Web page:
I’m in My Late Thirties and Still Not Sure What I Want to Be When I Grow Up

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Reader’s Question

I’ll be 39 this year, and I’m still not sure what I want to be when I grow up. I’m not looking for fame or riches, I just want to do something I can look at, and be proud to say: Hey, I did that.

I have been a computer programmer for over 10 years now, and I like the work OK. It keeps us confortable money wise, but it’s not something that I can say really gets me out of bed in the morning.

With home-based side projects, I come up with what I feel are great ideas for software, but I don’t focus enough to get any measurable amount of work done. (I’m sure I could do more at work as well.)

Since I lack focus, it makes me wonder if I really want to do it. I guess the best analogy I can think of is how I would like to lose weight, and get fit, but I don’t take the steps to get it done.

So the question I guess is, can I somehow fire up my motivation mojo, or do I maybe need to seek out other goals outside of programming? Honestly, I cannot think of what I would rather do, but I sure don’t act like it. Any tips or kicks in the buttocks would be greatly appreciated.

Psychologist’s Reply

We can approach this problem in two ways: as a problem with motivation, or as a problem with inattention. It doesn’t sound like an inattention problem, since your job requires such detailed learning and concentration, but let’s consider that first and rule it out. In disorders such as ADHD-Inattentive Type, people often make complaints such as yours. When treated medically for the disorder, their behavior and motivation change instantly. To be diagnosed with this particular disorder, one needs to have had these symptoms before the age of six. If that is the case for you, then it is possible that you have never grown out of the disorder and the symptoms have become more troubling with your increased demand to be attentive. If you feel this describes you, then consult with your internist about it. Medication trials for this disorder are very straightforward. You will be able to tell by your response to that treatment if this is the source of the problem.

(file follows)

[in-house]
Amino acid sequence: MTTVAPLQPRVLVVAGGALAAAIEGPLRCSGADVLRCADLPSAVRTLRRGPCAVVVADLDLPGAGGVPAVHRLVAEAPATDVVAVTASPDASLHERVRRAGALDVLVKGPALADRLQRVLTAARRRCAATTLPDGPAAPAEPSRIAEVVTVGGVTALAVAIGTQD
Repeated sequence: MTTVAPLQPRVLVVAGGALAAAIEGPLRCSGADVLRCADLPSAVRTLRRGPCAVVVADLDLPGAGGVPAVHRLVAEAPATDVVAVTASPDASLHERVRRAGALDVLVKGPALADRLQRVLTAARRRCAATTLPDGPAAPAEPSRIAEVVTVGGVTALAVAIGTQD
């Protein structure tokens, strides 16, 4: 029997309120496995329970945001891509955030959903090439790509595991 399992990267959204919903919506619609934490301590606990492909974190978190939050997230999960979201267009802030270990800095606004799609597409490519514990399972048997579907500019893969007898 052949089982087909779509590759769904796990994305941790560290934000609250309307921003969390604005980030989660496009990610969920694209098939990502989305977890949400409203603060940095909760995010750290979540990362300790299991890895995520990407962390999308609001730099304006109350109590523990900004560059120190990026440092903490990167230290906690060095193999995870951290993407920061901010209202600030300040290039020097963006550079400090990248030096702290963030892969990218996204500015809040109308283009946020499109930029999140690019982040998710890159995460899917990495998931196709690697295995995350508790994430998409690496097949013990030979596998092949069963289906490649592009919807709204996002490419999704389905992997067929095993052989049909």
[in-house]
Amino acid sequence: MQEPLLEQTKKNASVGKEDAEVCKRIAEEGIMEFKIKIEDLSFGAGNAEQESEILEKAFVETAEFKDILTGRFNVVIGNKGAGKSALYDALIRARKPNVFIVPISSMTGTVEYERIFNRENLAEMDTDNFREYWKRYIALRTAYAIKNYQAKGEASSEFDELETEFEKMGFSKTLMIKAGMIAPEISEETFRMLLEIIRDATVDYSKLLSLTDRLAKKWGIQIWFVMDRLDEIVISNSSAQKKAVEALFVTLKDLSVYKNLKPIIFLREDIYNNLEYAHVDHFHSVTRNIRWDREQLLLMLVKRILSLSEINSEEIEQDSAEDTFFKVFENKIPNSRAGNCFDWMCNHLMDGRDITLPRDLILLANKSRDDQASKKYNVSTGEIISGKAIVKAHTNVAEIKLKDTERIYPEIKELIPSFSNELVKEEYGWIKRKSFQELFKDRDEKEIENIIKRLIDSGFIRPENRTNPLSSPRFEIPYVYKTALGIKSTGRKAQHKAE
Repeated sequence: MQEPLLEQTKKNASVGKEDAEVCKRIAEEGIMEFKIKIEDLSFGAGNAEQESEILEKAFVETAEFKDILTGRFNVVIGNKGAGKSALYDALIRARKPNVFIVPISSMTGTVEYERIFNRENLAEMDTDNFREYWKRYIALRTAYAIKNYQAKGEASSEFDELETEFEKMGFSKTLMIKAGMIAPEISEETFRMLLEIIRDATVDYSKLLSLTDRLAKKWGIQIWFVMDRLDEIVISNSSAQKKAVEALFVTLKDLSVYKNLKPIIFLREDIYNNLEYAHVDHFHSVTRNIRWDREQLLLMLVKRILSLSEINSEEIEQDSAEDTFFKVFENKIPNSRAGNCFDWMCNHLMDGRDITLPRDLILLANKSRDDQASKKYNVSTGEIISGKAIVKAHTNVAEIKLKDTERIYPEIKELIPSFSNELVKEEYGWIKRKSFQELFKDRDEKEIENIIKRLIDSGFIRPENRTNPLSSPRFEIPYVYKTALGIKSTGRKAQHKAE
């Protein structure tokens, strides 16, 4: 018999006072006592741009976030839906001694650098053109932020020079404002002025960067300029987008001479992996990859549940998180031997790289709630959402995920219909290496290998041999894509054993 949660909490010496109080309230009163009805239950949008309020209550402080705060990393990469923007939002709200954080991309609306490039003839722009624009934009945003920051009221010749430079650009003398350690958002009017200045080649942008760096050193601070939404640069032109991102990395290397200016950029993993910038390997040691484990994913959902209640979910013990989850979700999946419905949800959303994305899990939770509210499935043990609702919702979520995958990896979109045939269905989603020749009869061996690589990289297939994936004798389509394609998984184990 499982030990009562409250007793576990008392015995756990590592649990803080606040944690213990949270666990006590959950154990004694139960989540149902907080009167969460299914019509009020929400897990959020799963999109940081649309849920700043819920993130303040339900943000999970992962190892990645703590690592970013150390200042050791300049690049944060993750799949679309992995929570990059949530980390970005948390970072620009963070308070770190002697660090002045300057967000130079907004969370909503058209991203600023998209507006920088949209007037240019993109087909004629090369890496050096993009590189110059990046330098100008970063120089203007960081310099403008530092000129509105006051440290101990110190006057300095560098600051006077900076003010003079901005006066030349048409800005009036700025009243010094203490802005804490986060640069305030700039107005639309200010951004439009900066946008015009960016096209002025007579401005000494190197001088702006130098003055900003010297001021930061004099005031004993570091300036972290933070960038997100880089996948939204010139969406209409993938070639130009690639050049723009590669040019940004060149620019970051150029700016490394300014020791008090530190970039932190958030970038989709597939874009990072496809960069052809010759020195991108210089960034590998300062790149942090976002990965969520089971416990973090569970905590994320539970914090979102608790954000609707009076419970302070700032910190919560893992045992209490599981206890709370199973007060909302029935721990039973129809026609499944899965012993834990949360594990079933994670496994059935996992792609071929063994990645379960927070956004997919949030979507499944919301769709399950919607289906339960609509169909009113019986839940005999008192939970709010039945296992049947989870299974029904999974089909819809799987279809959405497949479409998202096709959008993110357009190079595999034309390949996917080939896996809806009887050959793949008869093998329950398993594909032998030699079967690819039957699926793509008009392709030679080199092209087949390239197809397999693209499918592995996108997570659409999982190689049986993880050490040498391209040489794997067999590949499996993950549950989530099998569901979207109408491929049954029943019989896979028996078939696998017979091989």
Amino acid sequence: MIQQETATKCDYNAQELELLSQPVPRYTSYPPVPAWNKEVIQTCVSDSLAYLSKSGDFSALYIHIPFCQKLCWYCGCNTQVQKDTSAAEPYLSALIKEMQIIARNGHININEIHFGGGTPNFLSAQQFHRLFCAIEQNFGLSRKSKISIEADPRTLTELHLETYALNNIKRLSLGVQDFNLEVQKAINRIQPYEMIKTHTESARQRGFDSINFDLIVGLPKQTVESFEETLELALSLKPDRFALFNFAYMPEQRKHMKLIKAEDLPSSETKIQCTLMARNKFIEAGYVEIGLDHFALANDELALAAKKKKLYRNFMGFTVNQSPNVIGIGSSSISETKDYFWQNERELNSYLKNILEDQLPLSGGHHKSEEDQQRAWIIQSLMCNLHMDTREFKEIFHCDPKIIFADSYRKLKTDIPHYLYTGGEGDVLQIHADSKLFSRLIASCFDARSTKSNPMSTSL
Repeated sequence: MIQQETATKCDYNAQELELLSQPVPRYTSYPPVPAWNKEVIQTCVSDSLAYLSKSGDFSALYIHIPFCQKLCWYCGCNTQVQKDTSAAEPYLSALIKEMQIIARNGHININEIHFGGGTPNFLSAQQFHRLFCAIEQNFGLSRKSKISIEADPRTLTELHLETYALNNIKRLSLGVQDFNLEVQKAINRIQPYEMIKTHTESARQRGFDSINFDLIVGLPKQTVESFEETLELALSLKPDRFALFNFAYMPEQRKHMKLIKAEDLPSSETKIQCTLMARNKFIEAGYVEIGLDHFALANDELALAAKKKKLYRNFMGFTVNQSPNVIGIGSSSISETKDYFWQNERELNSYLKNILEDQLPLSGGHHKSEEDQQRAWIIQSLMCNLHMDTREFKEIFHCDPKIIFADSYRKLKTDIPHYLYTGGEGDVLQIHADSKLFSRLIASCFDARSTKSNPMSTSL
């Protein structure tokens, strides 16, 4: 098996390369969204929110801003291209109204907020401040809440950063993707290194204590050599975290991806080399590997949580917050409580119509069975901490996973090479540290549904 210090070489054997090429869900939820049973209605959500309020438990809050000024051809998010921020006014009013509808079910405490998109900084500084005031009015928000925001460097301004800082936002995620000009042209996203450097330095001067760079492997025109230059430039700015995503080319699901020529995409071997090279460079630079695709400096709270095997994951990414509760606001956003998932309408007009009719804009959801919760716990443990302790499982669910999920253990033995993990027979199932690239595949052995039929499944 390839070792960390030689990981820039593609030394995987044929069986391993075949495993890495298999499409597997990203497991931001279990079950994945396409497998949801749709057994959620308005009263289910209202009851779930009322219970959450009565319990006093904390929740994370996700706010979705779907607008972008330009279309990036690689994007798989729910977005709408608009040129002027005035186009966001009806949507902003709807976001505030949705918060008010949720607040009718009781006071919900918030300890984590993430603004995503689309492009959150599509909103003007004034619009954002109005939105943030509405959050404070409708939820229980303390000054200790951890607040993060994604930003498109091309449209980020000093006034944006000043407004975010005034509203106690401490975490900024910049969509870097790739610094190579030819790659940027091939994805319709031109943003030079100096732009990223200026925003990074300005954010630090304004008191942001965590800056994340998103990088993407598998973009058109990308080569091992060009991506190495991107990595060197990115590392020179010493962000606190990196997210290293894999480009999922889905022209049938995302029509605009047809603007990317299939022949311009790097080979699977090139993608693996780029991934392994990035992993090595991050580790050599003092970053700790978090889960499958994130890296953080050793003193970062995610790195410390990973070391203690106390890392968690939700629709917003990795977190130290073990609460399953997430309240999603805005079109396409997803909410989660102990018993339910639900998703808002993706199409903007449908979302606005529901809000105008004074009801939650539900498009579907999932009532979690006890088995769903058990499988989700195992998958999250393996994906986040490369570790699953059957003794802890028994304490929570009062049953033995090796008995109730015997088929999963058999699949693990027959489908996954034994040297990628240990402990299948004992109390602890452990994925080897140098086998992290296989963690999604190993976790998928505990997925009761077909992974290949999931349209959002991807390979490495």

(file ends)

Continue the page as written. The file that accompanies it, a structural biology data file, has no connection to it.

On the other hand, if you are simply not motivated to do what you are currently doing, then we can think about helping you find another vocation or avocation that you find satisfying. In these difficult days, it is very hard to find a different job, much less a different career. Opportunities are few, and competition is fierce. Therefore, keep your day job while you explore possibilities. Next, do a little research online into vocational counseling. You will find many psychological instruments, such as the Strong Inventory, that measure two things about your personality: what you could perform well at, and what you would enjoy doing. Interestingly, these two different measures do not always align. It is very entertaining to take this ‘test’ and read the results. That is a good place to begin.

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If you find something that resonates for you, then it may motivate you to explore it as a hobby. If it develops into something more than that, then that is wonderful. There is a better chance of a hobby developing into a new career if it is not burdened with the expectation to meet all of your financial and day-to-day needs.

The last thing I can suggest is, once you’ve identified something that would give you pleasure, then try to do it in a group. Your work seems solitary, which is very difficult to do when you have only your own motivation to keep you on task. When you are part of a group, you get the double pleasure of the social interaction as well as the activity itself. If your motivation wanes, then you can still engage in the activity because you are part of the group, and you belong. Imagine the difference between going to the gym and performing a boring workout alone compared to joining a class, such as a dance class (if you enjoy dancing) and getting your workout by playing with your friends. The play is what you do, the fitness is a pleasant side-effect.

Get some feedback from an outsider like your doctor or the Strong Inventory, and then watch yourself react to that feedback. Try not to force a reaction, just watch yourself and see where your pleasure lies. As Joseph Campbell advised, follow your bliss. But as our survival mandates, keep your day job!

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